In walking through the Eglin Air Force Base Recreational Area last week, I found a plant I'd never seen before - a goldenrod that was relatively short, staying about 18-24" tall, and that grew at the edge of the forest. I'd seen this plant blooming profusely along all the roadsides about 3 weeks earlier when I was visiting in early November, but I didn't recognize the species and I wanted to find out what it was. It was gorgeous! The size was perfect for a garden setting.
As I started walking down the old, sandy road and got past the first flush of berries and goldenrod seedheads, I started noticing a different, shorter, past-prime goldenrod flower that seemed to be associated with a small, woody shrub. Looking more closely, I realized that the spent blooms were actually a PART of the small woody shrubs I was seeing.
Lo and behold, when I got back and started looking, there was a plant whose common name was woody goldenrod! When I looked at the photos, there was little question that this was the plant I had been noticing. What were the chances that I'd be able to identify a new plant that quickly, especially in an area that I hadn't been actively gardening in for 8 years?!
What was my mystery plant, a.k.a. woody goldenrod? It's Chrysoma pauciflosculosa, previously known as Solidago pauciflosculosa. It is exactly what I thought it was: a woody goldenrod shrub that maxes out about 2' tall. It's the only woody goldenrod, so it has been assigned to its own genus, although it's still occasionally called by its old moniker, Solidago. Once established, woody goldenrod grows in pure sand soils and handles drought without issue. Because it needs deep and widespread roots to handle drought in sandy soil, it is almost impossible to transplant and thus it is hard to find in the horticulture trade.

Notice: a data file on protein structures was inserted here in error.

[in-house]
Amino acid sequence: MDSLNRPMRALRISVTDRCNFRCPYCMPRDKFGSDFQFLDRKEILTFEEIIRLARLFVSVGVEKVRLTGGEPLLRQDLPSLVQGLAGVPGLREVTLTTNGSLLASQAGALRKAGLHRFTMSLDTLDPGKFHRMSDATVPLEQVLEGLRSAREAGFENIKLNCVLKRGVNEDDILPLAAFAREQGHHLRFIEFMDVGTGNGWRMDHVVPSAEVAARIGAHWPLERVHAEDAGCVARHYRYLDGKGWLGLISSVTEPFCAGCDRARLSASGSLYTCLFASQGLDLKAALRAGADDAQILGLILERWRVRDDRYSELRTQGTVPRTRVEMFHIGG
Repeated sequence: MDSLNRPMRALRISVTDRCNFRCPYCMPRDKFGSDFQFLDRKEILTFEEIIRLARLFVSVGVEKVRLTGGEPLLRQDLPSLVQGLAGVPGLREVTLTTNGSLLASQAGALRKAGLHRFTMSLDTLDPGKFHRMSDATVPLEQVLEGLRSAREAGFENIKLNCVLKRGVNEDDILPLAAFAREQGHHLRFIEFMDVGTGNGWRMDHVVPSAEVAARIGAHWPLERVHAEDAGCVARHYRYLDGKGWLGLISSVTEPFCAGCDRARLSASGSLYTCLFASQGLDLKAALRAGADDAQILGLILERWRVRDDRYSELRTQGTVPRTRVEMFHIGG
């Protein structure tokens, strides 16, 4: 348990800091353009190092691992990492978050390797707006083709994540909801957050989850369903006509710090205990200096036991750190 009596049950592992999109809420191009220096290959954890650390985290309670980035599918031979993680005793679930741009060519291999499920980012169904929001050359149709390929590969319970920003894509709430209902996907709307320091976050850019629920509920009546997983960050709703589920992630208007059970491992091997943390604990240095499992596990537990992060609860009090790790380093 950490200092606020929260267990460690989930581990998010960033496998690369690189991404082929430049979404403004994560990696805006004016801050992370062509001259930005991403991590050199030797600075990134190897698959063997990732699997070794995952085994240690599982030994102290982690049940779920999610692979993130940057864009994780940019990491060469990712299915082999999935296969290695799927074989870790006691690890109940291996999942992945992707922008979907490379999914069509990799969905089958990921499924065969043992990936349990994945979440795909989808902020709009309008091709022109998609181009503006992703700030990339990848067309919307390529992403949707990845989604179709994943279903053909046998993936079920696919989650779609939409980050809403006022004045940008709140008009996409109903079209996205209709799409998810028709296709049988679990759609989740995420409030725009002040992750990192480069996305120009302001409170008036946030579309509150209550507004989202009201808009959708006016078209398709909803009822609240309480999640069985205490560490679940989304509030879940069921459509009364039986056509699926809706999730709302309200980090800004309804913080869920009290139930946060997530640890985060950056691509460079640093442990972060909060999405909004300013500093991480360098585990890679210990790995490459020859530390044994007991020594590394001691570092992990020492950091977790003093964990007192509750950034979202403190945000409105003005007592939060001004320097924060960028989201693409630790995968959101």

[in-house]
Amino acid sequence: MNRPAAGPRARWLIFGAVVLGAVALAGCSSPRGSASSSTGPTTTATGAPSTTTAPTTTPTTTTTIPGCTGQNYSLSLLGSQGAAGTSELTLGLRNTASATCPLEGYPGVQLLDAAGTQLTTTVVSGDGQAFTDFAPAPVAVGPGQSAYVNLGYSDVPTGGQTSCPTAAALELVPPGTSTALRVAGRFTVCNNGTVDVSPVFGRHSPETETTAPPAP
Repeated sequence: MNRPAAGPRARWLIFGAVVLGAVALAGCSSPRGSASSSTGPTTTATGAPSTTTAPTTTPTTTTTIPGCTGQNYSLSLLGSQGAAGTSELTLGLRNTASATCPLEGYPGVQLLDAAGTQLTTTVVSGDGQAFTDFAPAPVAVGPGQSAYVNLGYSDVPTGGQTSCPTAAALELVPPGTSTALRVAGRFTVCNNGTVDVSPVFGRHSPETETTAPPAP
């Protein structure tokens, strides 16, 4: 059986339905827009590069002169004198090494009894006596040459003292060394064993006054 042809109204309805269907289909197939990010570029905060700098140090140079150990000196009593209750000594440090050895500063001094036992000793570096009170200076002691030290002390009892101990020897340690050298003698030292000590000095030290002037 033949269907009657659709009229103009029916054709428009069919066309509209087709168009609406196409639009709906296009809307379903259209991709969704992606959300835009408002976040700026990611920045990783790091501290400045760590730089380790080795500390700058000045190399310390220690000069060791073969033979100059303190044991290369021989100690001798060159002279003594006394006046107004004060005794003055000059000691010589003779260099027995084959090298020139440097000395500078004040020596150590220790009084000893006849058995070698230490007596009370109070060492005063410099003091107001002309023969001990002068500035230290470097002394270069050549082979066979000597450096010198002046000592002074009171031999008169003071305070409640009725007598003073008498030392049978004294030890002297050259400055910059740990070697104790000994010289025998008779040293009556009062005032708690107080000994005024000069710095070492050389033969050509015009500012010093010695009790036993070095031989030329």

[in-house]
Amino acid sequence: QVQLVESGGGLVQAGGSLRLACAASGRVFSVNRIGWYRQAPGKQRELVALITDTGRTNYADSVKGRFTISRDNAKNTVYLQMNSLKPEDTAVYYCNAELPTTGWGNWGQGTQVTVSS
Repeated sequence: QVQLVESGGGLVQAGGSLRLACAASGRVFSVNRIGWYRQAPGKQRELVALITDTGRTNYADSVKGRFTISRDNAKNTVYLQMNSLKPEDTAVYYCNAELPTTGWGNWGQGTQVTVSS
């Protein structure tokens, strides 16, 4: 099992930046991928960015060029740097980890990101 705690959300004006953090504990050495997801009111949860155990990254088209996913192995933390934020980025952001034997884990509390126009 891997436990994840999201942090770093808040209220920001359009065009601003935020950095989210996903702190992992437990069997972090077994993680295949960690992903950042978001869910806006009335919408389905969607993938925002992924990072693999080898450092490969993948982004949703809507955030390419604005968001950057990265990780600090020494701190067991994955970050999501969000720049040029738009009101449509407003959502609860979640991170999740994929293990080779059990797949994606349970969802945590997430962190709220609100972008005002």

If you look along the left edge of this road in this photo, much of the low vegetation here is woody goldenrod, beginning to go to seed. Even in this natural setting, without any supplemental water or fertilizer, woody goldenrod is compact and low. It makes a great border plant.
I gathered some seed, which I scattered in Jess's garden. Hopefully some of the seed will sprout, since finding this plant in the horticultural trade is generally difficult. Remembering the roadsides lined with this beautiful fall gold, though, I'm seriously hoping to have it crop up in her garden. I'll be sure to let you know if it makes its presence known.